Tornmile: Part 28

Tornmile
Part XXVIII: Tokens

“It means you have to die.”

Mishak and Marthe left their seats at the same time, but it was Mishak who got to the man first, bringing the short sword round and knocking the curved dagger from his hands in one deft blow. It clattered against the fireplace and fell to the ground. The man did not move, except to crook an eyebrow as if he had been impressed. Mishak kept a blade’s length away from him, though – close enough to run him through but not close enough to allow him the advantage. Marthe, her dagger shorter than Mishak’s short sword, edged closer to the man.

“Keep back,” Mishak warned.

“You learn quickly, Mishak the Stamm,” the man said, “but you do not think so quickly it seems. I have already told you that if I wanted to kill you I could have done so already. Why would I go to the trouble of discovering a connection I suspected to then kill the man who brought it to my attention?”

“Why do you kill people at all?” Mishak responded.

“Because it was the only option left to me at one time,” the man said, “and because I am very good at it. Why did you kill those men?”

The man pointed towards the bedroom where the bodies of Straton and Abelard were.

“Who says I killed them?”

“I do. Killing is not all I am trained in; I also observe.”

“They threatened Marthe, wanted to hurt her,” Mishak answered honestly.

Out of the corner of his eye, Mishak saw Marthe turn her head and frown at him. What did that mean? He wasn’t sure. There was so much about her that was unclear. Sometimes he wished he could see into her head, read her thoughts, but now was not the time to be worrying about Marthe. He directed his focus back to the man.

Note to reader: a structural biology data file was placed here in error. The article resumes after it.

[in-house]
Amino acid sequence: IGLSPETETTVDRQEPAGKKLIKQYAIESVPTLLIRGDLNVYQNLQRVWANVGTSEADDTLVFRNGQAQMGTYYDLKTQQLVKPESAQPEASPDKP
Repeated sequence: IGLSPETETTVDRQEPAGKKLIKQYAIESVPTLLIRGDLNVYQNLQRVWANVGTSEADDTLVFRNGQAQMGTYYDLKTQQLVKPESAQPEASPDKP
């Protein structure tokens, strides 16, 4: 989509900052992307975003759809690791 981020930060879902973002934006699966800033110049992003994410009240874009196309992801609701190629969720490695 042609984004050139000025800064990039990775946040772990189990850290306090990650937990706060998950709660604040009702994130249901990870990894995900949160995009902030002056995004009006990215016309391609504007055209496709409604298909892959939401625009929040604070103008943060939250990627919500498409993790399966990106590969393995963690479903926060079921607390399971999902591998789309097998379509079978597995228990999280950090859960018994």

“A goat protecting a fox,” the man said, “That is new.”

 “Not many goats kill trained soldiers, never mind lords,” Marthe said, fiercely.

“Just as you say,” the man replied, “but perhaps we should move on from this conversation. I fear we have strayed somewhat from the point, which is that whilst the people who sent me think that you are alive they will hunt you. Therefore, you have to be dead.”

“I have the advantage,” Mishak said, “I’ll decide who does the killing.”

“I don’t think you follow him, Lord-killer,” Marthe said.

The man turned to nod at Marthe, who lowered her dagger and concealed once more in the sleeve of her dress. He frowned at her and she reached for his arm, bringing the short sword down to his side. He was about to ask her what she was doing when she spoke herself, though she addressed the man, who rose from his chair and retrieved the curved blade.

“Which one are you going to take?” she said.

“The Vitelian,” the man said, “he is about the right age and looks the part. Besides, they would never believe that the lord’s throat was cut by my dagger.”

Mishak looked at the curved blade in the man’s hand and had to admit that it looked razor sharp, like it would slice through flesh without leaving more than a cut a hair’s breadth wide. But he didn’t understand what that had to do with Straton’s body, since the man was already dead. Dead. Realisation dawned.

“You’re going to show them Straton’s body and pretend it’s mine,” Mishak said, thinking aloud.

“Yes,” the man said, “though usually an Assassin’s word is more than enough to satisfy a contract, in this case I believe a token would be in order. I have to make sure that I have killed the right man, don’t I?”